We have also found from these active regions that the presence of a neutral line with strong magnetic shear is a favorable condition for strong heating. Large loops in the high coronal envelope of an active region are apparently selected for enhanced heating by the presence of such magnetic shear near a footpoint of the large loop.

Electric-current Neutralization, Magnetic Shear, and Eruptive Activity in Solar Active Regions Yang Liu1, Xudong Sun1, Tibor Török2, Viacheslav S.

Titov2, and James E. Leake3 1 W. Hansen Experimental Physics Laboratory, Stanford University, Stanford, CAUSA 2 Predictive Science Inc., Mesa Rim Road, SuiteSan Diego, CAUSACited by: 7. that most persistent enhanced heating of coronal loops in active regions (1) requires the presence of a polarity inversion in the magnetic Ðeld near at least one of the loop footpoints, (2) is greatly aided by the presence of strong shear in the core magnetic Ðeld along that neutral line.

The physical conditions that determine whether or not solar active regions (ARs) produce strong flares and coronal mass ejections (CMEs) are not yet well understood.

Here we investigate the association between electric-current neutralization, magnetic shear along polarity inversion lines (PILs), and eruptive activity in four ARs; two emerging and two well-developed ones. Cited by: 7. Coronal Heating. A number of mechanisms have been proposed to explain coronal heating, The two most commonly proposed mechanisms are wave heating (ion-cyclotron waves) and micro-flare (or nano-flare) heating.

This page is under active construction. Return later for more entries. Radio Emissions from Solar Active Regions 9 F or free-free emissions, the degree of circular polarization can b e deter- mined easily and it depends only on the line-of-sight magnetic field and.

Get this from a library. Neutral-line magnetic shear and enhanced coronal heating in solar active regions. [David A Falconer; United States. National Aeronautics and Space Administration.;]. The present Letter is aimed at the study of properties of the current and magnetic shear in solar active regions.

The distribution of the magnetic shear and current provides information on the Author: Hongqi Zhang. Topology of Magnetic Field and Coronal Heating in Solar Active Regions: Authors: Force-free magnetic fields can be computed by making use of a new numerical technique, in which the fields are represented by a boundary integral equation based on a specific Green's function.

The reconstruction of 3-D magnetic field in active region NOAA. Abstract. The photospheric vector magnetic fields, Hα and soft X-ray images of AR were simultaneously observed with the Solar Flare Telescope at Mitaka and the Soft X-ray Telescope of Yohkoh on Octo, when there was no important activity in this region.

Taking the observed photospheric vector magnetic fields as the boundary condition, 3D magnetic fields above the Cited by:   Falconer et al. () believe that a kind of hybrid heating process including classes (a) and (b) is a viable possibility for some of these coronal features.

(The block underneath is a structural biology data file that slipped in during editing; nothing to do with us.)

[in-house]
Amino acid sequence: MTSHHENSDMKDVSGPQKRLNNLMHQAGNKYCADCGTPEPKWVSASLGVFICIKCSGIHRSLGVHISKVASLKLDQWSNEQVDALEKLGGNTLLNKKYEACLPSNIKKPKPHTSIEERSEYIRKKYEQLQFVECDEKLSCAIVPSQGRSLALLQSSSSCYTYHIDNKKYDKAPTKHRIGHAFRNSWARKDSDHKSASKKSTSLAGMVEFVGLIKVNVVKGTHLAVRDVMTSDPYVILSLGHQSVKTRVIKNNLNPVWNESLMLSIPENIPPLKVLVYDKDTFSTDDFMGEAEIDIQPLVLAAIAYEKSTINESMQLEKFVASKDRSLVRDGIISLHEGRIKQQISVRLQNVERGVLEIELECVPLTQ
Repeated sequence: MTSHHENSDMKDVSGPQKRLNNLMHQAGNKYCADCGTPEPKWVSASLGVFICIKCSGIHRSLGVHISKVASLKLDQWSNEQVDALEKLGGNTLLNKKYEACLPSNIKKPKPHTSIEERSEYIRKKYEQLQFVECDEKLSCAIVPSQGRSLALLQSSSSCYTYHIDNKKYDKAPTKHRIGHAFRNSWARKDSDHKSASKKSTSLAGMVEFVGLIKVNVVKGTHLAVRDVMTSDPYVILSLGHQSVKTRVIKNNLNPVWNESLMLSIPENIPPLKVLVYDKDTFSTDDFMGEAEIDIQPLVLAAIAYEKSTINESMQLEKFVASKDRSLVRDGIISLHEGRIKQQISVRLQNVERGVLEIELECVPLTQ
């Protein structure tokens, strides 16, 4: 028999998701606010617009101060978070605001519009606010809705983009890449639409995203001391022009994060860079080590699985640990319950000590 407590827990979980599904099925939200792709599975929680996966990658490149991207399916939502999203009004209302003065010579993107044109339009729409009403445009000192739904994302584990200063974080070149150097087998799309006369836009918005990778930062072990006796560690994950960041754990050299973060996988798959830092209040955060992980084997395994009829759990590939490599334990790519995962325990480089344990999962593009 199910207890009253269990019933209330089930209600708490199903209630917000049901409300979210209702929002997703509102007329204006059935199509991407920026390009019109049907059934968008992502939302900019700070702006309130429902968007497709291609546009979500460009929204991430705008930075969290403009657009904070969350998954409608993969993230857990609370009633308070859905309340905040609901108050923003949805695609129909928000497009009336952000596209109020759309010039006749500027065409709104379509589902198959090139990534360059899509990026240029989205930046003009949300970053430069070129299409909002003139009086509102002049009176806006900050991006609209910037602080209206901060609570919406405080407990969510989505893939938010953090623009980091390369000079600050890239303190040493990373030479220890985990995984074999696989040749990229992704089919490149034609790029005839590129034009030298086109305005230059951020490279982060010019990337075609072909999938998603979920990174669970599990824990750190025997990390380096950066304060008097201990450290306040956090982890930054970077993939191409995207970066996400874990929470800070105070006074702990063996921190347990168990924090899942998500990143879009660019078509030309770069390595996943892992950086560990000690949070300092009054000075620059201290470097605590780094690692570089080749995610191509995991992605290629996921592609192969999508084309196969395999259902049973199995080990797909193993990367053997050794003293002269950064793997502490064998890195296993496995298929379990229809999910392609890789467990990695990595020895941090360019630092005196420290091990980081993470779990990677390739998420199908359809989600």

They found that the heating of BCFs in solar active regions, namely enhanced coronal heat- TOPOLOGY OF MAGNETIC FIELD AND CORONAL HEATING, II Figure 1.

Introduction. The heating of the solar corona by small, impulsive heating events appears to date to a discussion by Gold [], and the subsequent more quantitative proposal of Levine [2,3] that small coronal current sheets were responsible for the uent analysis of Skylab data led to a quasi-consensus that the X-ray corona could be understood in terms of steady heating and Cited by:   [1] From a sample of 17 vector magnetograms of 12 bipolar active regions we have recently found (1) that a measure of the overall nonpotentiality (the overall twist and shear in the magnetic field) of an active region is given by the strong shear length L SS, the length of the portion of the main neutral line on which the observed transverse fields is strong (> Guass (G)) and strongly Cited by:   From magnetic fields and coronal heating observed in flares, active regions, quiet regions, and coronal holes, we propose that exploding sheared core magnetic fields are the drivers of most of the dynamics and heating of the solar atmosphere, ranging from the largest and most powerful coronal mass ejections and flares, to the vigorous microflaring and coronal heating in active regions Cited by: 4.

Magnetic fields play a crucial role in heating the outer atmospheres of the Sun and Sun-like stars, but the mechanisms by which magnetic energy in Cited by: L. P. Chitta et al.: Energetics of magnetic transients in a solar active region plage Fig. 2. Evolution of the magnetic transients in a plage region.

The region covered by the panels in each row shows the SST line-of-sight magnetic field map (saturated at 50G) and is Cited by: 4.1. Introduction. The concept of magnetic reconnection goes back to Giovanelli () in solar flare studies.

Since solar flares are explosive in nature and powered by magnetic energy, it is expected that the reconnection responsible for flares must have taken place in the corona in order to account for the rapid magnetic energy by: 5.